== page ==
EUROPE – Long-term investors' negotiations with Brussels and other policy makers over future regulation has been "pathetic" compared with the activities of the sell-side, including hedge funds, which have short-term investment horizons in mind, one think tank has claimed.
Speaking at the IPE Awards Seminar in Copenhagen, Sony Kapoor, managing director of the UK-based think tank Re-Define, called on pension funds to get more involved in talks with the European Commission around new regulations such as Solvency II and IORP II, which he said could hinder long-term investment strategies.
He said: "There are some systemic conundrums, and if we don't address these issues now, we will end up with inappropriate approaches to regulation that are not open for change within the next 10-20 years."
Juan Yermo, head of the private pension unit at the OECD, largely echoed those comments.
"I do not want to point my finger at anybody here, but policymakers should assess the role played by shareholders during the financial crisis," he said.
"To what extent should shareholders have played a role in better assessing their build-up of leverage, of risk and speculation, which led to the crisis?
"Obviously, we had this best example over the past decade where we saw that this kind of disengagement can be disastrous.
"I would have thought that pension funds, which provide benefits for 30 or 40 years down the line, would be much more aware of what the situation is in the financial system as a whole. Honestly, hedge funds are not going to engage for you if you don't do so."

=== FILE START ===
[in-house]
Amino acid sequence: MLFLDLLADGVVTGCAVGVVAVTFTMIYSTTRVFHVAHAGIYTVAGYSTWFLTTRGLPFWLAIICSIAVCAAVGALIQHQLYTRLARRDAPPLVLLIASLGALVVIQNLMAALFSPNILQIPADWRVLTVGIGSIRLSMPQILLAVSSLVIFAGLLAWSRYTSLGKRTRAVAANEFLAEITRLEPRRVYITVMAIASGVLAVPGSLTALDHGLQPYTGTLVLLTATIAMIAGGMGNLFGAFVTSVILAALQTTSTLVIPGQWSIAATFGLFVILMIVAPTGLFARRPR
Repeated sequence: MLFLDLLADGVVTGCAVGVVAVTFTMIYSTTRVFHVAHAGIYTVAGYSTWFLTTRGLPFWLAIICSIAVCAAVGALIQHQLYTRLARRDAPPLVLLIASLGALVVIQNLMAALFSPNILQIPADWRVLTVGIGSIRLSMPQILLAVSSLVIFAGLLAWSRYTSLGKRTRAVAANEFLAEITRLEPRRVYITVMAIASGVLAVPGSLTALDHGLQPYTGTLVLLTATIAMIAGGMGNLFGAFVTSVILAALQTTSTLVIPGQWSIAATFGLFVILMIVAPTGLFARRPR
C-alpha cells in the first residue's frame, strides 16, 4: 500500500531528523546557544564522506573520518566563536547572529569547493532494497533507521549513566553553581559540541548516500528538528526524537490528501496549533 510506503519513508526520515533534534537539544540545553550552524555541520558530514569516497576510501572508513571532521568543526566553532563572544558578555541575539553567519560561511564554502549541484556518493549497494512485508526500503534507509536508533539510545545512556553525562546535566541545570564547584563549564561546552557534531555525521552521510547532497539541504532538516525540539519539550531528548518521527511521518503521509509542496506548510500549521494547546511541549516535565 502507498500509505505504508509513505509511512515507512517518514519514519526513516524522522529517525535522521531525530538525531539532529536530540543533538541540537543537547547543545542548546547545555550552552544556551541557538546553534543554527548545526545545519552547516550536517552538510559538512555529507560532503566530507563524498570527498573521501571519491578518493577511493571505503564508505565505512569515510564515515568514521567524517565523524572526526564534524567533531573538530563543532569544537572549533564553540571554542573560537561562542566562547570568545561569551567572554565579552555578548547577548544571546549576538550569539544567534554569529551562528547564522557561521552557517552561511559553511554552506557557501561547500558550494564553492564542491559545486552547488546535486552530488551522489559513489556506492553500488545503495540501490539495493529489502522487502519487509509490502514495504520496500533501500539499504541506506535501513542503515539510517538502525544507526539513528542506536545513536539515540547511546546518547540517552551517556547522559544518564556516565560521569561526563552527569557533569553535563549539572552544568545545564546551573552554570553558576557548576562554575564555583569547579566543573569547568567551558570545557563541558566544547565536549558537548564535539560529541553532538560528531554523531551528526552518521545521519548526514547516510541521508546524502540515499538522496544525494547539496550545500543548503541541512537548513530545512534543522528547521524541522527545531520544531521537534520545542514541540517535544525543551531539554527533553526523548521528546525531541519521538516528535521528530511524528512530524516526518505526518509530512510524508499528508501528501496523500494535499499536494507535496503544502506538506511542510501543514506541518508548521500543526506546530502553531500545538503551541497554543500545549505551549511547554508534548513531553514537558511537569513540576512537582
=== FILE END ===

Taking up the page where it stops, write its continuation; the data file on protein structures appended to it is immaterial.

However, for Stefan Dunatov, also a member of the panel on long-term investors, and CIO of the Coal Pension Trustees Investment in the UK, pension funds need to make pensions their priority "within the parameters they are given".
"That's what pension funds are for – nothing else," he said. "At the end of the day, what you have to do is what is best for your pensioners, which means getting returns. So pension funds need to think about their investment strategies."
Henrik Gade Japsen, CIO at Danish pension fund ATP, agreed and argued that pension funds had been "put into the world" to provide a stable cash flow to people when they retire.
"Shall I be worried about missing a small market opportunity or shall I worry about the risk of failing to fulfil the promises we have made to the entire Danish population?" he asked. "Personally, I choose to be on the safe side."
Commenting on Gade Japsen's response, Kapoor concluded the debate by saying there was one flip side with such a strategy.
"This is only possible when the economy is stable," he said. "But when a US pension fund starts saying it expects returns at 7.5% in an economy that is growing at 2.5% only, there is some kind of a problem."
Kapoor referred to the deficits at large US pension funds, which base their expectations on an annual 7.5% return, leading to "false estimations".
"You are the financial system, you are nothing else," he concluded.